(New York) – Indonesia’s government should mark World Press Freedom Day on May 3, 2015, by ending longstanding constraints on media freedom in Papua, Human Rights Watch said today. A decades-long official restriction on foreign media access to Papua and controls on Indonesian journalists there have fostered impunity for serious abuses by Indonesian security forces and fueled resentment among Papuans.
The Indonesian government effectively blocks foreign media from freely reporting in Papua by only allowing access to foreign journalists who get special official permission to visit the island. The government rarely approves these applications or delays processing them, hampering efforts by journalists and nongovernmental groups to report on breaking events. Official minders invariably shadow journalists who do get official permission, strictly controlling their movements and access to people they want to interview.
“International Press Freedom Day is a golden opportunity for the Indonesian government to finally end its official chokehold on foreign media access to Papua,” said Phelim Kine, deputy Asia director. “The broad restrictions on reporting from Papua encourage security force abuses and profoundly undermine the public’s right to know what’s happening there.”
In line with the government’s restrictive policies, Indonesian authorities in August 2014 detained Thomas Dandois and Valentine Bourrat, two French journalists who were producing a documentary, and threatened them with “subversion” charges for allegedly filming members of the separatist Free Papua Movement (OPM). On October 6, a court in Papua’s city of Jayapura convicted them of “abusive use of entry visas,” sentenced them to time served, and released them the same day.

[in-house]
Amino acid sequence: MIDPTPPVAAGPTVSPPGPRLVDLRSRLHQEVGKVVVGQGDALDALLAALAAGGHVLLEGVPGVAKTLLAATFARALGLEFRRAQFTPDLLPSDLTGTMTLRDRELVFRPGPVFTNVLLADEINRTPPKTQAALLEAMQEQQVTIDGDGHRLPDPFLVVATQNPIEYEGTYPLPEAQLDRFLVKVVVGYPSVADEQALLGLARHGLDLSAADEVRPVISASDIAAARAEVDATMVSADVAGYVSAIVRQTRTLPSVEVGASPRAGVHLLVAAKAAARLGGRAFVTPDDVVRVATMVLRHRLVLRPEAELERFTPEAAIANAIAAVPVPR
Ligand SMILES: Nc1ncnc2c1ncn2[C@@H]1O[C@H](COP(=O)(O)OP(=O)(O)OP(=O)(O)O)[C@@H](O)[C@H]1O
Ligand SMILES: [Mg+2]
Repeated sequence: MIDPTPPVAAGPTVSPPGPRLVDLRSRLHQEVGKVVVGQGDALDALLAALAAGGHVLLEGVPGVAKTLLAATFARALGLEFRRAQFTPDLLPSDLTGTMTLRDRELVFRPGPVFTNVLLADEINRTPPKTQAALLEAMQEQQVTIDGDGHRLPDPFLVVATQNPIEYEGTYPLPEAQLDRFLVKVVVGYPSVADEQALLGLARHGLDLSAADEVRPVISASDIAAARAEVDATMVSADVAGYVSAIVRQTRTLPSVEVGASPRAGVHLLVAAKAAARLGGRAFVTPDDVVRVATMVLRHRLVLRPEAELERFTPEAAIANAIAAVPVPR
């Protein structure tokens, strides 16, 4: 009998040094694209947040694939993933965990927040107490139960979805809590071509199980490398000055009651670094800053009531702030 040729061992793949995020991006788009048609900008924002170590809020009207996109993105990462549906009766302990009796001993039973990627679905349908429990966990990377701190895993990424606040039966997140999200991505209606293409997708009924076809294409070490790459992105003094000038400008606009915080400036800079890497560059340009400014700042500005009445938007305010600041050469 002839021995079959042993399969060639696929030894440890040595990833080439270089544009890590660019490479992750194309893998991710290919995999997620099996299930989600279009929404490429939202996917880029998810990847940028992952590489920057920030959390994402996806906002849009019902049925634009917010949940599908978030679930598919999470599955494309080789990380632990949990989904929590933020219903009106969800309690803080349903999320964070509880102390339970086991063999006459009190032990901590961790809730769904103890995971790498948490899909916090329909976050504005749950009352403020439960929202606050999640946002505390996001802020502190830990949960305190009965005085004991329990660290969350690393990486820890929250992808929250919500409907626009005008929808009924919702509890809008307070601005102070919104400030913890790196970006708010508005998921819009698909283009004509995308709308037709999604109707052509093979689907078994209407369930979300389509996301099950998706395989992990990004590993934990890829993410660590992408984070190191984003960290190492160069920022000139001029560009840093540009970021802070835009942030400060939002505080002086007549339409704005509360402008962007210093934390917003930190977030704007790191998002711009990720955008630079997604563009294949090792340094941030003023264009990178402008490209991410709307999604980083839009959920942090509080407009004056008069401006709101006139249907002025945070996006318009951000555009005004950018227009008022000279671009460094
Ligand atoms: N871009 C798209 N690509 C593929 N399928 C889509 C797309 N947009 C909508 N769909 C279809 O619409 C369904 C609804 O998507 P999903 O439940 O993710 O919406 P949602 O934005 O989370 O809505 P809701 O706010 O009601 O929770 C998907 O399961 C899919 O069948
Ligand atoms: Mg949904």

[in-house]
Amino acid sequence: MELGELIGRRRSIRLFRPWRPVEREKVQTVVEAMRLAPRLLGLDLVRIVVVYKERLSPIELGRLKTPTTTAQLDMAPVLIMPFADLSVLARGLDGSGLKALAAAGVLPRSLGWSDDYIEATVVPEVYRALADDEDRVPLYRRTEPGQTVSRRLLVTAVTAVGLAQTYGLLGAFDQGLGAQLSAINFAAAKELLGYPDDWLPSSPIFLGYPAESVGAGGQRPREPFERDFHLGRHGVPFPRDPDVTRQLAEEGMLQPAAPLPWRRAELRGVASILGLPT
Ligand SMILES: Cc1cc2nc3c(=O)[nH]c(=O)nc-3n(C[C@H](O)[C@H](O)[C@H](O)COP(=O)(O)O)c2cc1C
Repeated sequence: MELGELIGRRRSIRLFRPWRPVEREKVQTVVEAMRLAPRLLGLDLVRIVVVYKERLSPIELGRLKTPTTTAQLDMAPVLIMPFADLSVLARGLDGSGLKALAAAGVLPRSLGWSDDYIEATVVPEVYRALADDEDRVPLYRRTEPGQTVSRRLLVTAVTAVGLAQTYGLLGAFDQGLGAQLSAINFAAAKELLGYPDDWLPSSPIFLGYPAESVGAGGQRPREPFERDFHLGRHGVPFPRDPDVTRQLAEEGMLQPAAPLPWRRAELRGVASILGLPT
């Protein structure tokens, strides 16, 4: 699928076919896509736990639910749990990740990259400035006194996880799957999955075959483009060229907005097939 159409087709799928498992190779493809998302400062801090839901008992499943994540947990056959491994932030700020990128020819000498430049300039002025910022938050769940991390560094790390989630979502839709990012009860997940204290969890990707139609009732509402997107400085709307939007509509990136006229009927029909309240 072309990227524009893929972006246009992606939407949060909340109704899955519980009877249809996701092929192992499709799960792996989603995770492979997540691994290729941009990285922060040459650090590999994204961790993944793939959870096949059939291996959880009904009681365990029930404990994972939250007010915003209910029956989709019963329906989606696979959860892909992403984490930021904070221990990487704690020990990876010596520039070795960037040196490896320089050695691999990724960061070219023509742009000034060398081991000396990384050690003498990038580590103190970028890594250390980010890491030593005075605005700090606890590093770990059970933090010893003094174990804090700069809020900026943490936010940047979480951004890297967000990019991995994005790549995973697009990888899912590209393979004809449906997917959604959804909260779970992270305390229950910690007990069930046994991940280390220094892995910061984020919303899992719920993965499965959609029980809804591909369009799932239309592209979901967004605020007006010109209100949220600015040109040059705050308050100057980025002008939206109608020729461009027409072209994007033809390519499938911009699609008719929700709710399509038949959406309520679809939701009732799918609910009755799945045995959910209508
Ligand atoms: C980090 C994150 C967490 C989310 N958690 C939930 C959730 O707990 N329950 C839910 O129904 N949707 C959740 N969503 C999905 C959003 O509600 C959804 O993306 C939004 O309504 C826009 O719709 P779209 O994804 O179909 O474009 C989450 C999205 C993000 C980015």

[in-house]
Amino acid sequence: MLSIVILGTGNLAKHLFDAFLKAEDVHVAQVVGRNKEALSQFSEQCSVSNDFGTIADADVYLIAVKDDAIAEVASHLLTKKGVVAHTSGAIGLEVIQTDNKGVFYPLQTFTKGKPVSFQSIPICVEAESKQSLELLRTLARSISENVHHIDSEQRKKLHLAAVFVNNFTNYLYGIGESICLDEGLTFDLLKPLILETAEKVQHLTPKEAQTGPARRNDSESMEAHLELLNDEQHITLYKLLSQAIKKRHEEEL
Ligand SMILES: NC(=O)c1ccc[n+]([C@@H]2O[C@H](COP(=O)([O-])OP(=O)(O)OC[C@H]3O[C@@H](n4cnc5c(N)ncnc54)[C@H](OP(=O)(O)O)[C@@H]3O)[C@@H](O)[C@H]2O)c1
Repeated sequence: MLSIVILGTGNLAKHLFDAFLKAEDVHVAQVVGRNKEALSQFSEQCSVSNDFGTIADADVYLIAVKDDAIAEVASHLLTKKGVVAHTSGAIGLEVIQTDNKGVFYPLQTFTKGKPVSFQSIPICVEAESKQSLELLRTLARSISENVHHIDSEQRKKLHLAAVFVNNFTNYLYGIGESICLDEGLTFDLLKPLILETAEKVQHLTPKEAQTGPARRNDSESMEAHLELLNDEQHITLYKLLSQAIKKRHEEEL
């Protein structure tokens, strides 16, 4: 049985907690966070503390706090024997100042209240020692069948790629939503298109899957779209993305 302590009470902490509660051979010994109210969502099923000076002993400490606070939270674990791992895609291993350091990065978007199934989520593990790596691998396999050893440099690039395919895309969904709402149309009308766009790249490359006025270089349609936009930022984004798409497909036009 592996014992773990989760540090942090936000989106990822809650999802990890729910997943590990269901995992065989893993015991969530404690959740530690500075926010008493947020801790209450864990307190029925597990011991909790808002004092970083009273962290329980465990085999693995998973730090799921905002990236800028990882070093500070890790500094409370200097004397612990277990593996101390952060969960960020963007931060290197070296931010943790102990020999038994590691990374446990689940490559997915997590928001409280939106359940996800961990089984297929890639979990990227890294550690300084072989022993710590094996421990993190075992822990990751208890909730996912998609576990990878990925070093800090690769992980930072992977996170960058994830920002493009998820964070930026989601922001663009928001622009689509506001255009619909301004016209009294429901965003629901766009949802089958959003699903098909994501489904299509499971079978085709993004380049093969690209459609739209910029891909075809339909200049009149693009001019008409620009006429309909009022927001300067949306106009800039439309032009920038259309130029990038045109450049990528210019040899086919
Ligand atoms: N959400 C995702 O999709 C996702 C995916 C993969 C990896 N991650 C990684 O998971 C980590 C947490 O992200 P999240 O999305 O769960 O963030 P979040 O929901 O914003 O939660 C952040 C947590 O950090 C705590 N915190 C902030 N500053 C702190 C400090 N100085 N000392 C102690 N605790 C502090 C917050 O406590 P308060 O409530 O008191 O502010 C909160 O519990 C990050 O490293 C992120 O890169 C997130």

Although the government permits Indonesian domestic media to report from Papua, there are serious questions about the reliability and objectivity of their reporting in the face of government efforts to control the flow of information from the island. Official documents leaked in 2011 indicate that the Indonesian military employs about two dozen Papua-based Indonesian journalists as informers. The military has also financed and trained journalists and bloggers, warning them about alleged foreign interference in Papua, including by the US and other governments.
The government justifies its restrictions on media access as a necessary security precaution due to the ongoing conflict with the small and poorly organized OPM. Tensions heightened in Papua in February 2013 following a suspected OPM attack on Indonesian military forces that killed eight soldiers – the worst act of violence against the military in the area in more than 10 years. The government also consistently arrests and jails Papuan protesters for peacefully advocating independence or other political change.
President Joko Widodo pledged in June 2014 that he would remove obstacles for foreign journalists and international organizations to visit Papua. During an election campaign visit to Papua, Widodo told journalists that the government “has nothing to hide” on the island. However, he has not mentioned the issue of media freedom in Papua since then, and the policy of restricting media access continues.
“President Widodo should deliver on his promise to end the severe restrictions on media access to Papua and allow both foreign and domestic media to operate there without interference,” Kine said. “Nobody is going to believe the government has ‘nothing to hide’ in Papua until media can freely report from there.”